Social media landmines: Protecting firefighters from themselves
Even fire service content shared from private accounts can spread far beyond its intended audience
With countless social networking websites, associated links and forums at their fingertips, firefighters go online in search of fire-related news, stories and connections with like-minded “friends” and followers. However, even with the most stringent privacy settings, firefighters can easily forget just how public a “private” social media account really is.
“Going viral”: When private posts go public
If you have spent any time in duty quarters, you know the fire service is not immune to the negative impacts of social networking. Firefighters’ seemingly private social media posts can be exposed to the public by computer glitch, simple hack or misplaced intent.
We have all seen on the news what can happen to firefighters’ posts. What starts out as a joke between crewmembers or a personal video critique of an incident becomes fair game for the public and the media. Add victims and bystanders focusing on an emergency event and its environment, and you have a formula for bad behavior “going viral.”
The consequences of social media sharing
Members of fire and emergency medical services who post confidential information about suspect fires, patients, response issues and inappropriate behavior may find themselves subject to legal action.
Section 230 of the Communications Decency Act provides broad, but not unlimited, immunity from liability to website hosts. However, laws pertaining to defamation and copyright infringement still apply to individuals who publish information on their social media sites.
Civilian cell phone videos display fire operations almost immediately. Evidence chains are compromised, and chief officers can be called out for any decision that did not appear to keep up with recorded events. Add to this the illusion of confidentiality on private accounts, coupled with the powerful emotions associated with the disclosure of information regarding personal relationships or opinions, and you have a recipe for disaster.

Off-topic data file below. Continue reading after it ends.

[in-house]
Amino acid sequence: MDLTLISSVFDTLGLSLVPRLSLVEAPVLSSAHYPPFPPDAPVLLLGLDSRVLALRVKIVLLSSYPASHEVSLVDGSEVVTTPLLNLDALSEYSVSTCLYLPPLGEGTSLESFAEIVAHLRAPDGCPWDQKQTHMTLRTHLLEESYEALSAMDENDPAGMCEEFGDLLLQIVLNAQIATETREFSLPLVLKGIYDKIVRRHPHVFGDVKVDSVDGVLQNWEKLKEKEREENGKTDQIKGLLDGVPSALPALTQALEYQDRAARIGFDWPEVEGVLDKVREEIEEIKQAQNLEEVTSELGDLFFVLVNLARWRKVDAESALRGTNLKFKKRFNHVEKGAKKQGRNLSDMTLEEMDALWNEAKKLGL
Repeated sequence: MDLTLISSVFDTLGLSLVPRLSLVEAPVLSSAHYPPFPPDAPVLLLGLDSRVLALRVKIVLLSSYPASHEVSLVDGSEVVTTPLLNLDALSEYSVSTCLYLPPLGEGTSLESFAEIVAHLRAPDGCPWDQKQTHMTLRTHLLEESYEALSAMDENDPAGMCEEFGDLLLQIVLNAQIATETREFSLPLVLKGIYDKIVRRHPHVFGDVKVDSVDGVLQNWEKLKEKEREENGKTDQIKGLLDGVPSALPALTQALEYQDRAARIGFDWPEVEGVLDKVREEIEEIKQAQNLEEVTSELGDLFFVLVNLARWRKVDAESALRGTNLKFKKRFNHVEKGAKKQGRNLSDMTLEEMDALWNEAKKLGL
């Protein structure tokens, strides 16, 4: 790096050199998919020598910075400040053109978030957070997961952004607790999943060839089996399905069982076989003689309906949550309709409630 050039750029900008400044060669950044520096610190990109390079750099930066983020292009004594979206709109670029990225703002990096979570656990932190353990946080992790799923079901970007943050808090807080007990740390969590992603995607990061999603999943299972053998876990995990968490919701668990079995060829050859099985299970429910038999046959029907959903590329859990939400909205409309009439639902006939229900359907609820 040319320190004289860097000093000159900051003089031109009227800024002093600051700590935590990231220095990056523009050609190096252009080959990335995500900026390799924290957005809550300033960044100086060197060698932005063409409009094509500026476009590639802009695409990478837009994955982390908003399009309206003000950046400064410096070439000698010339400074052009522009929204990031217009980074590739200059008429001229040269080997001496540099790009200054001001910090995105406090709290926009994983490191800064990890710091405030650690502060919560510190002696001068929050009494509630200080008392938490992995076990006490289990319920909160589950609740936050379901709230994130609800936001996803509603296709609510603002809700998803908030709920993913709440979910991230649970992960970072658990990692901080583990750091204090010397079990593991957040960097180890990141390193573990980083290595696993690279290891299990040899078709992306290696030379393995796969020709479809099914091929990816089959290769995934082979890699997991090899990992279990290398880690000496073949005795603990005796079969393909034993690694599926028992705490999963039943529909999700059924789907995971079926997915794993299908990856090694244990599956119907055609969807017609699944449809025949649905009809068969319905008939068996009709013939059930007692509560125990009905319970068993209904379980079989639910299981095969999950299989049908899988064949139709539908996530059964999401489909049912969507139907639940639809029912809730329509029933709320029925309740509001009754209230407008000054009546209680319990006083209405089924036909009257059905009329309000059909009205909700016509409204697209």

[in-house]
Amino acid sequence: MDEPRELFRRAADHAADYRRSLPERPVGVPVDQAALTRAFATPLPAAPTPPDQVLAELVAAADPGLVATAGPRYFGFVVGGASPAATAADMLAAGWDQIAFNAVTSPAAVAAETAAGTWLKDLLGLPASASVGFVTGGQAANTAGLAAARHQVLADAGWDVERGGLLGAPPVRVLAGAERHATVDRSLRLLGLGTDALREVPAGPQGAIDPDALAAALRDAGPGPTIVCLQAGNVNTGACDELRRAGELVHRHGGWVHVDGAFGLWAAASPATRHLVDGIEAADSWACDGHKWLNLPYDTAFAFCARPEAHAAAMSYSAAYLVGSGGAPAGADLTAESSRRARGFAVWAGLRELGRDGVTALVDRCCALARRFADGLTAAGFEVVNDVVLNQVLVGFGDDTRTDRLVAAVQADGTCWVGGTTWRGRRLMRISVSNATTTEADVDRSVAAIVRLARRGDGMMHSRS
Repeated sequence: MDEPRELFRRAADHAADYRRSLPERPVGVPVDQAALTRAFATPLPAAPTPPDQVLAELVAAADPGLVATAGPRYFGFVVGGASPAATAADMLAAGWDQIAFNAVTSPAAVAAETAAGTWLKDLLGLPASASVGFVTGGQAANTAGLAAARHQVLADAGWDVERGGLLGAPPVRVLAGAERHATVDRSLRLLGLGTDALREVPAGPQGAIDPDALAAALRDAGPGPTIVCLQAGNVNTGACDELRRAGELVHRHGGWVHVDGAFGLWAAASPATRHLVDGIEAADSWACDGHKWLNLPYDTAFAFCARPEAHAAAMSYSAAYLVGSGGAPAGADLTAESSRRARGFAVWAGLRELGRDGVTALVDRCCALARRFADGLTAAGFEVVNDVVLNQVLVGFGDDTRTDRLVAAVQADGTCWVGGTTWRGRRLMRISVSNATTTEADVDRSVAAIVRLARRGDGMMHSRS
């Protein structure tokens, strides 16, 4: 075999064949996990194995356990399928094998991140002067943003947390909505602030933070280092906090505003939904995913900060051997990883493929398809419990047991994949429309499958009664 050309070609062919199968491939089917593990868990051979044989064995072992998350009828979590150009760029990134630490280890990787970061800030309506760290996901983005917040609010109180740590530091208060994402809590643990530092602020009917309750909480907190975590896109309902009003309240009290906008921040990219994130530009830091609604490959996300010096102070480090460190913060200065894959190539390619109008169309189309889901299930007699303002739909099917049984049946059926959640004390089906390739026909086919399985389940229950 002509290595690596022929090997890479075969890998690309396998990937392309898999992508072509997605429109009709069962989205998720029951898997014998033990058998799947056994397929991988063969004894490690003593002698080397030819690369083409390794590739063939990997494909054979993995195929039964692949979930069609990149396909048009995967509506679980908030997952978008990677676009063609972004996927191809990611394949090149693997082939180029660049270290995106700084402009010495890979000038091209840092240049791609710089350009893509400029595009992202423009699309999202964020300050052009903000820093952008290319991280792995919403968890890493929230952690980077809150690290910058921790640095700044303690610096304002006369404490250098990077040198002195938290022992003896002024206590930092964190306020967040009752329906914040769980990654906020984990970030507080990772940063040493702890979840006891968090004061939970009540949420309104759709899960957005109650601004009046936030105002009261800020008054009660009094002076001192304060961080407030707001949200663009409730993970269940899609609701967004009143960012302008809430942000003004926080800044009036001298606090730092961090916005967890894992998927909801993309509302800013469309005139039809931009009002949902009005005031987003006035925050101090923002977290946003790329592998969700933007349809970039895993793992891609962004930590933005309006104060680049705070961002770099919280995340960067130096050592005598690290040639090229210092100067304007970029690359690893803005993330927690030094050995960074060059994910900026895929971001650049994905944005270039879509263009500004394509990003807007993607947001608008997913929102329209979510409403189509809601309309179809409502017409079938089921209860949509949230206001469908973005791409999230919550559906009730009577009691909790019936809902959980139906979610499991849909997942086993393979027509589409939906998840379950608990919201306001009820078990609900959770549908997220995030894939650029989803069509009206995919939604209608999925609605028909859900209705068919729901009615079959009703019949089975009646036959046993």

Harmful posts, whatever their initial intent, have the ability to negatively influence public opinion, destroy reputations, damage institutions and deter fire departments from making needed progress. Regardless of their origin, these posts can interfere with the central messaging of the fire service.
The problems of anonymity and attacks
There is no historical context for nameless utterances, regardless of communication platform. The anonymity of social media handles can make some people feel invisible and even emboldened to post disparaging, mean-spirited or destructive comments in a way they would not if they had to use their real names.
Additionally, the anonymity of social media can create scenarios in which commenters feel safe attacking the individual instead of the idea. Consider an article in which an author writes that they support the idea of changing to different style of fire helmet. Someone who disagrees might take to social media to attack the author, calling them disparaging names while hiding behind the anonymity of their social handle. And even if they don’t hide behind a faux name, the online environment can still provide fertile ground for negativity in a way that simply may not occur if the two were talking face to face.
Internet command and control
In the fire service, when a pattern of abuse or violations of trust are encountered, regulatory control is warranted.
Fire departments should develop policies that cover its members’ communication on social media, particularly related to the fire department. Departments can create guidelines and an approval process for such communications so as to protect its members and the department’s reputation.
As members of the fire service, we are subject to a higher authority. Sharing ideas and opinions with a senior officer in committee or in a confidential critique, and while under the protection of a written policy/procedure document, is appropriate. Posting such information on social media is not.
You can have an opinion, but you have a duty to respect the job in terms of your responsibilities toward your public and your department.
Inappropriate use of social media can lead to severe consequences, for the firefighters themselves, their department and their community, regardless of initial intent. Such material must be contained and controlled like any hazardous material – with respect for its potential and guidance and wisdom for its use.
Editor’s Note: Did you learn a social media lesson the hard way? Share your story at email@example.com.